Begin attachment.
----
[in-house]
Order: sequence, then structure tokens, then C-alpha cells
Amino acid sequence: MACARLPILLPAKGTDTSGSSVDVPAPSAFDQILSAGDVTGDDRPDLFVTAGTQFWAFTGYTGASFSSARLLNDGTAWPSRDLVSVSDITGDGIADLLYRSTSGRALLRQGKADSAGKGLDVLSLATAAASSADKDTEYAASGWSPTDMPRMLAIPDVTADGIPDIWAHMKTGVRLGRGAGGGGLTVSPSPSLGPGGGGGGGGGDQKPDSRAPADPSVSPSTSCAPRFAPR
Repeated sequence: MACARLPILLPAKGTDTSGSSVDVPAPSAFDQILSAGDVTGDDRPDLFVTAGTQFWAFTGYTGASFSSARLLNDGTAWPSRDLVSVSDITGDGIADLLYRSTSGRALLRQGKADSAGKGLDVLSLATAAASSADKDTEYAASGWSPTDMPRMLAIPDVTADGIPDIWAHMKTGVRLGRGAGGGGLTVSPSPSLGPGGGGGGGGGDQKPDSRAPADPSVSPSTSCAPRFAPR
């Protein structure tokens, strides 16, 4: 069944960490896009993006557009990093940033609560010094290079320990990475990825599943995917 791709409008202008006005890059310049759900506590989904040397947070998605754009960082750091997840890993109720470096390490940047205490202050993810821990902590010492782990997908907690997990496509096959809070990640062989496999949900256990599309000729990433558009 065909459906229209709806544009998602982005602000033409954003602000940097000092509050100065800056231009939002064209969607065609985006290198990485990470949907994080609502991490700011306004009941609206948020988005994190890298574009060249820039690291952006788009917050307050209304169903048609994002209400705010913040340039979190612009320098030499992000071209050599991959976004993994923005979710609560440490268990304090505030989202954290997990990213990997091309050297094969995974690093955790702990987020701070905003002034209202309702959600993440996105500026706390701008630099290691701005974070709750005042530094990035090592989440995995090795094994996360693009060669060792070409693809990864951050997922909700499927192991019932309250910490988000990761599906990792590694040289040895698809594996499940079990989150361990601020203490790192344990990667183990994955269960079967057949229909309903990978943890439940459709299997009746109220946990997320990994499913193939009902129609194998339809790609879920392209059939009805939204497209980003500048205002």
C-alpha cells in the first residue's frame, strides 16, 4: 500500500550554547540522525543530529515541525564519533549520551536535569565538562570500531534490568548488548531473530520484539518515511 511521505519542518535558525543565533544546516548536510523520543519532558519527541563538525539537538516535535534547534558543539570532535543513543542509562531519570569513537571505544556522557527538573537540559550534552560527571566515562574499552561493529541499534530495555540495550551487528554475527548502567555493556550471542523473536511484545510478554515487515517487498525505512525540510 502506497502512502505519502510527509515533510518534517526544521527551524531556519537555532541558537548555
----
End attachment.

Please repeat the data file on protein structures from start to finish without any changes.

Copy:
[in-house]
Order: sequence, then structure tokens, then C-alpha cells
Amino acid sequence: MACARLPILLPAKGTDTSGSSVDVPAPSAFDQILSAGDVTGDDRPDLFVTAGTQFWAFTGYTGASFSSARLLNDGTAWPSRDLVSVSDITGDGIADLLYRSTSGRALLRQGKADSAGKGLDVLSLATAAASSADKDTEYAASGWSPTDMPRMLAIPDVTADGIPDIWAHMKTGVRLGRGAGGGGLTVSPSPSLGPGGGGGGGGGDQKPDSRAPADPSVSPSTSCAPRFAPR
Repeated sequence: MACARLPILLPAKGTDTSGSSVDVPAPSAFDQILSAGDVTGDDRPDLFVTAGTQFWAFTGYTGASFSSARLLNDGTAWPSRDLVSVSDITGDGIADLLYRSTSGRALLRQGKADSAGKGLDVLSLATAAASSADKDTEYAASGWSPTDMPRMLAIPDVTADGIPDIWAHMKTGVRLGRGAGGGGLTVSPSPSLGPGGGGGGGGGDQKPDSRAPADPSVSPSTSCAPRFAPR
């Protein structure tokens, strides 16, 4: 069944960490896009993006557009990093940033609560010094290079320990990475990825599943995917 791709409008202008006005890059310049759900506590989904040397947070998605754009960082750091997840890993109720470096390490940047205490202050993810821990902590010492782990997908907690997990496509096959809070990640062989496999949900256990599309000729990433558009 065909459906229209709806544009998602982005602000033409954003602000940097000092509050100065800056231009939002064209969607065609985006290198990485990470949907994080609502991490700011306004009941609206948020988005994190890298574009060249820039690291952006788009917050307050209304169903048609994002209400705010913040340039979190612009320098030499992000071209050599991959976004993994923005979710609560440490268990304090505030989202954290997990990213990997091309050297094969995974690093955790702990987020701070905003002034209202309702959600993440996105500026706390701008630099290691701005974070709750005042530094990035090592989440995995090795094994996360693009060669060792070409693809990864951050997922909700499927192991019932309250910490988000990761599906990792590694040289040895698809594996499940079990989150361990601020203490790192344990990667183990994955269960079967057949229909309903990978943890439940459709299997009746109220946990997320990994499913193939009902129609194998339809790609879920392209059939009805939204497209980003500048205002």
C-alpha cells in the first residue's frame, strides 16, 4: 500500500550554547540522525543530529515541525564519533549520551536535569565538562570500531534490568548488548531473530520484539518515511 511521505519542518535558525543565533544546516548536510523520543519532558519527541563538525539537538516535535534547534558543539570532535543513543542509562531519570569513537571505544556522557527538573537540559550534552560527571566515562574499552561493529541499534530495555540495550551487528554475527548502567555493556550471542523473536511484545510478554515487515517487498525505512525540510 502506497502512502505519502510527509515533510518534517526544521527551524531556519537555532541558537548555